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2011 Grand Cherokee ready to roll

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2011 Grand Cherokee ready to roll

Hitting the trail: Jeep's new Grand Cherokee has been a long time coming, but should be in Australia by January.

Chrysler launches long-awaited redesigned Jeep Grand Cherokee in the US

20 May 2010

By TERRY MARTIN

CHRYSLER Group’s crucial new-generation Jeep Grand Cherokee commences production this week, marking the company’s first major launch since emerging from bankruptcy last June.

On sale in North America next month and arriving in Australia in January 2011, the redesigned Grand Cherokee will be priced slightly lower than the outgoing models in the US but is claimed to offer vast improvements in areas such as on-road handling, engine performance (thanks to the new Pentastar V6) and cabin refinement and quality.

As GoAuto has reported, the all-new Grand Cherokee made its world premiere at the New York motor show in April last year after being revealed a couple of months earlier in official company documents tendered to US Congress as part of Chrysler’s survival plan.

The vehicle was developed in the period before Daimler split with Chrysler three years ago, and it has taken more than a year since its airing in New York to reach production, with Chrysler filing for Chapter 11 bankruptcy on May 1, 2009, and then restructuring after forming a new global alliance with Fiat SpA.

To be built at the “completely transformed” Jefferson North assembly plant in Detroit, the Grand Cherokee’s production debut comes as the US treasury this week announced that Chrysler had repaid $US1.9 billion of a $US4 billion loan made to the company (the so-called ‘Old Chrysler’) in January last year.

According to a statement released by the treasury department, which has a 9.9 per cent shareholding in the ‘New Chrysler’, the balance of this loan is unlikely to be repaid and the relevant Chrysler finance companies “no longer have outstanding obligations to treasury” under what is known as the Troubled Asset Relief Program (TARP).

Total TARP loans to both the ‘Old’ and ‘New’ Chrysler amount to $US14.3 billion, with treasury having received $US3.9 billion in repayments to date.

Clearly, Chrysler is banking on the all-new Grand Cherokee being a sales success.

The Australian line-up and final specifications are still to be determined, but the range will include a 5.7-litre HEMI petrol V8, a still-to-be-specified turbo-diesel engine (due around 12 months after launch) and, most importantly, the new 3.6-litre Pentastar petrol V6, which in this application delivers 216kW of power at 6350rpm and 353Nm of torque at 4300rpm.

According to Chrysler, that is 38 per cent more power and 11 per cent more torque than its predecessor, while the engine also uses up to 11 per cent less fuel, with economy claimed to be 10.2L/100km and the driving range more than 800km. The standard transmission is a five-speed automatic.

Other highlights of the re-engineered Grand Cherokee include new independent front and rear suspension (including the availability of Quadra-Lift air suspension), upgraded Selec-Terrain system, a dual-panoramic sunroof, a “world-class” interior design (with premium soft-touch materials on all models), increased rear-seat space and 17 per cent more cargo volume.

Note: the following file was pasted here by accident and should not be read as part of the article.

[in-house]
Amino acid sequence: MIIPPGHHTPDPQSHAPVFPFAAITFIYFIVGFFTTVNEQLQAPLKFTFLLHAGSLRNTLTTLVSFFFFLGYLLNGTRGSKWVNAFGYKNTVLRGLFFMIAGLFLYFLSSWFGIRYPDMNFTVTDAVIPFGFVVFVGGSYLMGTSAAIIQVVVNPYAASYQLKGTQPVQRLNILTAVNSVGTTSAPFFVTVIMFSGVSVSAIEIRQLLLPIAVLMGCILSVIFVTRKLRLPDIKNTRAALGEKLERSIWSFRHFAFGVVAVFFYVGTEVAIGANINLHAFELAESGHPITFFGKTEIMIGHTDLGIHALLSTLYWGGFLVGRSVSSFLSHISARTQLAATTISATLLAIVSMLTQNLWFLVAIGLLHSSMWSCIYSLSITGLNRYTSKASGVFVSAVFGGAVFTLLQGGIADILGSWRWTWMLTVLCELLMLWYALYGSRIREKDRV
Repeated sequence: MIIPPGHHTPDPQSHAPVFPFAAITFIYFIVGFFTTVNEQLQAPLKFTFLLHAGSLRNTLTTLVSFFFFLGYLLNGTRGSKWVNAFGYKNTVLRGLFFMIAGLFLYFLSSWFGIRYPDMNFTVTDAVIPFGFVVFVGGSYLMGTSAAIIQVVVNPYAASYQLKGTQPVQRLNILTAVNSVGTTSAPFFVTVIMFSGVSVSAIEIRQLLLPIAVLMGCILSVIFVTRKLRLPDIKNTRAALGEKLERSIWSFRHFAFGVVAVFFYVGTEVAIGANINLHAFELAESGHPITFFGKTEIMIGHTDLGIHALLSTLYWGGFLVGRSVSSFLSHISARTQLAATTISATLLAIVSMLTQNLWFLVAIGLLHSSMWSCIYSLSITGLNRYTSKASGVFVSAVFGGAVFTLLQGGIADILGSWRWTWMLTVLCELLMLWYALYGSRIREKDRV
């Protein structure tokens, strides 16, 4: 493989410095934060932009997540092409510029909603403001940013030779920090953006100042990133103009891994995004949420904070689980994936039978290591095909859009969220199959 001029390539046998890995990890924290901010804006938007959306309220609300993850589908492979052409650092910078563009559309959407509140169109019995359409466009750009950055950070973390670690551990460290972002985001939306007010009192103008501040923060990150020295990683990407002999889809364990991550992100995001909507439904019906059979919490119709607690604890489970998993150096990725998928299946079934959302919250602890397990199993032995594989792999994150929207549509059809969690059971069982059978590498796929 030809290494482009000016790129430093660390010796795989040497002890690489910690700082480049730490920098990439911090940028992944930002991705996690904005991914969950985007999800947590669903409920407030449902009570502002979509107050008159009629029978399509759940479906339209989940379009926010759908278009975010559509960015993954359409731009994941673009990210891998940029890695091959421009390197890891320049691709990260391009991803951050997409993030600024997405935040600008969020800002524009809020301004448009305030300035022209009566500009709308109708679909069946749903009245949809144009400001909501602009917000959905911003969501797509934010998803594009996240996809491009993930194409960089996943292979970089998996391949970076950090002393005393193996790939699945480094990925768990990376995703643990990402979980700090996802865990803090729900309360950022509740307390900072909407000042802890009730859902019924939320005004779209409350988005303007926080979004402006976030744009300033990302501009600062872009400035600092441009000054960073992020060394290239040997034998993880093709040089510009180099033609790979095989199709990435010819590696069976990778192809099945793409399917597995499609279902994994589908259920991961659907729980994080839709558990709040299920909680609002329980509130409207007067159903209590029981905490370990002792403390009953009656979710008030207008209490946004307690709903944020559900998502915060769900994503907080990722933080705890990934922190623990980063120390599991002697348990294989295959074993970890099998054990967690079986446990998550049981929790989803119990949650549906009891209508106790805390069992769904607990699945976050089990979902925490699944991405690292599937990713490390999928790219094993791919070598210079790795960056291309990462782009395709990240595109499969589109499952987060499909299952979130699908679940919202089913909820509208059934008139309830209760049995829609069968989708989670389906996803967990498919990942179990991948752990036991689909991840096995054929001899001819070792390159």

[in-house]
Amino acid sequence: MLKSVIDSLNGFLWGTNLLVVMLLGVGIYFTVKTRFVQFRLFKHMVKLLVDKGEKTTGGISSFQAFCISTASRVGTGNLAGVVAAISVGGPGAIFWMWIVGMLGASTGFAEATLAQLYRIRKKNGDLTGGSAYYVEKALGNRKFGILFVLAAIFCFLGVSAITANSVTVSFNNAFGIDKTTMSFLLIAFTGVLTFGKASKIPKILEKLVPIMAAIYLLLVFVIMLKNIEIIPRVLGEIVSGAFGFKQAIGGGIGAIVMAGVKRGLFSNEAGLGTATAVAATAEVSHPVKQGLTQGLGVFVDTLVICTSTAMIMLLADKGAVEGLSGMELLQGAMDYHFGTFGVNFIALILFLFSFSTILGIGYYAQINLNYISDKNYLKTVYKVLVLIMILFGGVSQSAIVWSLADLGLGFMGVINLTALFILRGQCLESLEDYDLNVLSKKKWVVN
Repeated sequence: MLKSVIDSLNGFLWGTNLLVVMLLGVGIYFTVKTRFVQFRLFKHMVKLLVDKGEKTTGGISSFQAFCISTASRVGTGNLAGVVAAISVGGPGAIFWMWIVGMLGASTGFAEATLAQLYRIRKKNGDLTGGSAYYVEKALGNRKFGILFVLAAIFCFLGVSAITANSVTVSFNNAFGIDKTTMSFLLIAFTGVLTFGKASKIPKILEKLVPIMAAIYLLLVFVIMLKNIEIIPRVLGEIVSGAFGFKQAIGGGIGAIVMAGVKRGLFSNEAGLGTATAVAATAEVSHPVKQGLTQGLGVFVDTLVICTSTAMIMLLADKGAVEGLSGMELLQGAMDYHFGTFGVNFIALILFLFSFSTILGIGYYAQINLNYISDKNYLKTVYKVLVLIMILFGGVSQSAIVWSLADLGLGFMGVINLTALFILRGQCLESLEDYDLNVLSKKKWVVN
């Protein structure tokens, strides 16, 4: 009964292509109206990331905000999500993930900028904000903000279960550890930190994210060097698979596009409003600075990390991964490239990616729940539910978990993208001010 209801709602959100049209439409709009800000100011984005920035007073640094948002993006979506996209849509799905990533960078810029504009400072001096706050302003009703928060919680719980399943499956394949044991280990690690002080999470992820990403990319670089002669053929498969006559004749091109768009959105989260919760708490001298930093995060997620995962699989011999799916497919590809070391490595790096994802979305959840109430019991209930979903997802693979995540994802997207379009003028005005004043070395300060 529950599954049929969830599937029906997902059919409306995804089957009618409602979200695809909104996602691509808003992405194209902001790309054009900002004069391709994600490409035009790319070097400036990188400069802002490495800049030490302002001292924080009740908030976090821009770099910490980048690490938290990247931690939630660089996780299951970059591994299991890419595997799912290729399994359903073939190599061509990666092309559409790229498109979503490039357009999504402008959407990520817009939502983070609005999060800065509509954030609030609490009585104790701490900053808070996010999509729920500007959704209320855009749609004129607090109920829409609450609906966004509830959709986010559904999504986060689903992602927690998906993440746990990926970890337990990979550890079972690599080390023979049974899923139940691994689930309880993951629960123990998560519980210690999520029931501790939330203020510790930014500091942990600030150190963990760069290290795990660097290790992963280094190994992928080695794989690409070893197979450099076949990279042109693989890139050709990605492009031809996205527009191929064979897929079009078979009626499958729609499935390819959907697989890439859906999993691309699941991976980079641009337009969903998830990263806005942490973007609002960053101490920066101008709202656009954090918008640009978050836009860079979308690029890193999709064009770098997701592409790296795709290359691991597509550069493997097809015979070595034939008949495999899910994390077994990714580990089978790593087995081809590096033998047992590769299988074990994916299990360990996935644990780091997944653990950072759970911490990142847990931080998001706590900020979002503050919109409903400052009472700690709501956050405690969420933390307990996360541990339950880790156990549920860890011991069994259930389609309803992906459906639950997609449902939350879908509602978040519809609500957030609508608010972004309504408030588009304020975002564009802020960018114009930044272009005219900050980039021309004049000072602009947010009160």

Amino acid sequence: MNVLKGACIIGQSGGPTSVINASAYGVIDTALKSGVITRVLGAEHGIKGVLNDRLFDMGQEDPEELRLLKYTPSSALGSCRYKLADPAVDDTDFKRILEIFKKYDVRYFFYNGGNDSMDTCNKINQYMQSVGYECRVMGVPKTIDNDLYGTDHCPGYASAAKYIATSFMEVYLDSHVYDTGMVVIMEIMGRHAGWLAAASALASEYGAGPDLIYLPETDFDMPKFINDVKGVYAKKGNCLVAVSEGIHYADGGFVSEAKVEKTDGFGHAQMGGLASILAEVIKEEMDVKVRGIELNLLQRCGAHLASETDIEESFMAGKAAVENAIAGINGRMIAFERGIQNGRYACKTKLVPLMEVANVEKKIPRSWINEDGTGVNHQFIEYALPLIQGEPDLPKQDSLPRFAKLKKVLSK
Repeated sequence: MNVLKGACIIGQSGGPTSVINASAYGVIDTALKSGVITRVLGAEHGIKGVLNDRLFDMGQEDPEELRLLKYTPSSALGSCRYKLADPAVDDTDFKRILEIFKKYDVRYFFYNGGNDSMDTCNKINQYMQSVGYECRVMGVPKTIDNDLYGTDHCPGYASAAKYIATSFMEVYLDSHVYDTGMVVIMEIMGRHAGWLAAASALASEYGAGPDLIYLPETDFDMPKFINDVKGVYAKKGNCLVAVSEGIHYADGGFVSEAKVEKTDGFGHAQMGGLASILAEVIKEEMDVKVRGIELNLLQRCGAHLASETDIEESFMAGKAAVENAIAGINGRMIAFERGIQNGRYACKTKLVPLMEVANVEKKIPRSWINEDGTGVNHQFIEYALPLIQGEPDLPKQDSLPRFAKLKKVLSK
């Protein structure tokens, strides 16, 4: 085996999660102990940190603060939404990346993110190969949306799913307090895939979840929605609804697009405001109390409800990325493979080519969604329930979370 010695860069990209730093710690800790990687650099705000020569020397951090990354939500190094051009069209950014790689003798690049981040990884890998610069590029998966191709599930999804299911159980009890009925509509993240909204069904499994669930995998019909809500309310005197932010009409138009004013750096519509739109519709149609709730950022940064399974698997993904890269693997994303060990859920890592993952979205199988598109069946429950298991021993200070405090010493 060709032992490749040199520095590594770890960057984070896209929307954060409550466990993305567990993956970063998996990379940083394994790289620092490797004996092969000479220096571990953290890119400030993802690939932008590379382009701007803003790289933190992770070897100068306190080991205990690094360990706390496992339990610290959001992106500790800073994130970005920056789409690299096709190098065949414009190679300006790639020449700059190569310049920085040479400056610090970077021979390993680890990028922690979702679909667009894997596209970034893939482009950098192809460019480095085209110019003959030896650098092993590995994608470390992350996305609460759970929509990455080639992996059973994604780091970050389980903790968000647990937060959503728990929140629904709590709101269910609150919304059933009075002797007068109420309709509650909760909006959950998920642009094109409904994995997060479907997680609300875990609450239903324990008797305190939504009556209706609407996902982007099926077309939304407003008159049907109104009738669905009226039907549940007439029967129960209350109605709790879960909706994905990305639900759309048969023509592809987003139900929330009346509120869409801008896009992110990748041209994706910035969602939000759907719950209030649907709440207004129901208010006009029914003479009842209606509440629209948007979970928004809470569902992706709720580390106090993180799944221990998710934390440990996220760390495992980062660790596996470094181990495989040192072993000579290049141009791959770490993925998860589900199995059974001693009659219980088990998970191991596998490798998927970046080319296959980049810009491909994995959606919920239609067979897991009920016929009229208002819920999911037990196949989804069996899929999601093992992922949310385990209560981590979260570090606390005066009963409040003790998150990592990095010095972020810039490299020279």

Safety features across the range in the US include anti-whiplash front head restraints, full-length side curtain and seat-mounted side thorax airbags, electronic stability control, Electronic Roll Mitigation, Hill-start Assist and Trailer-sway Control.

A blind-spot/rear cross-path detection system and adaptive cruise control (with forward collision warning) are also available.

Technology highlights extend to onboard TV reception and direct internet connection.

The Grand Cherokee will be sold in the US across the Laredo, Limited and Overland model grades, which are also expected to be used in Australia.

In the US, both 4x2 and 4x4 versions are available across all three trim levels, with a high level of standard equipment on all models.

On the 4x4s, the standard four-wheel drive system moves from Quadra-Trac I to Quadra-Trac II in Laredo versus Limited, while the Overland adds the air suspension.

The Limited also picks bi-Xenon headlights, the so-called CommandView dual-pane sunroof, front and second-row heated leather seats, memory settings for the front pews, a Parkview reversing camera, Parksense rear parking radar, higher-grade stereo, climate-control air-conditioning, satellite-navigation, rain-sensing windscreen wipers and 18-inch alloy wheels (up from 17s on Laredo).

The Overland has Nappa leather, ventilated front seats, a wood/leather heated steering wheel (with memory), power-adjust steering column, wood trim inserts, leather trim across the cabin, a power-operated tailgate and 20-inch alloys.

The Laredo 4x4 starts from $US32,995 ($A39,685), while the 4x4 Limited is another $US7000 and the 4x4 Overland kicks in at $US42,995 ($A51,713).

“The all-new 2011 Jeep Grand Cherokee redefines the SUV industry with new levels of 4x4 capability, more luxury courtesy of a refined interior and stunning new exterior, improved fuel economy, and independent front and rear suspensions that deliver a premium, refined on-road driving experience,” said Jeep president and CEO Mike Manley.

“The new Jeep Grand Cherokee delivers a unique blend of capability, refinement, features and amenities that no other manufacturer can offer, all at a great price.”

link:

http://www.goauto.com.au/mellor/mellor.nsf/story2/3D1B680D1AA50564CA257729001D6455

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